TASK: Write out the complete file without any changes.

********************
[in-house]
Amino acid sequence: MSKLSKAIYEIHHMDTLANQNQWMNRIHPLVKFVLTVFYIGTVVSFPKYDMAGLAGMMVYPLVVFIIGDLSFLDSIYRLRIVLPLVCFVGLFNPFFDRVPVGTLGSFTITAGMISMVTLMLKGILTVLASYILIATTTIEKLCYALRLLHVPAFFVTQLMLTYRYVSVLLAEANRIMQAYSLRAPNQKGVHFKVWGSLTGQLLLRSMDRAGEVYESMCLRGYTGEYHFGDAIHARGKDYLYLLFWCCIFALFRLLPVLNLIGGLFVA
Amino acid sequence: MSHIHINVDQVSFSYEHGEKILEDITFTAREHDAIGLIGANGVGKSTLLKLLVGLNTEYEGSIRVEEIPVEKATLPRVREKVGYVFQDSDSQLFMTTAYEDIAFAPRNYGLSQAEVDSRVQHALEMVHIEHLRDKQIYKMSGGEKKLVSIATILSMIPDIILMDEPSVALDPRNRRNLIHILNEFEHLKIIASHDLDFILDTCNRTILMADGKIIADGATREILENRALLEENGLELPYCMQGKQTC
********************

[in-house]
Amino acid sequence: MSKLSKAIYEIHHMDTLANQNQWMNRIHPLVKFVLTVFYIGTVVSFPKYDMAGLAGMMVYPLVVFIIGDLSFLDSIYRLRIVLPLVCFVGLFNPFFDRVPVGTLGSFTITAGMISMVTLMLKGILTVLASYILIATTTIEKLCYALRLLHVPAFFVTQLMLTYRYVSVLLAEANRIMQAYSLRAPNQKGVHFKVWGSLTGQLLLRSMDRAGEVYESMCLRGYTGEYHFGDAIHARGKDYLYLLFWCCIFALFRLLPVLNLIGGLFVA
Amino acid sequence: MSHIHINVDQVSFSYEHGEKILEDITFTAREHDAIGLIGANGVGKSTLLKLLVGLNTEYEGSIRVEEIPVEKATLPRVREKVGYVFQDSDSQLFMTTAYEDIAFAPRNYGLSQAEVDSRVQHALEMVHIEHLRDKQIYKMSGGEKKLVSIATILSMIPDIILMDEPSVALDPRNRRNLIHILNEFEHLKIIASHDLDFILDTCNRTILMADGKIIADGATREILENRALLEENGLELPYCMQGKQTC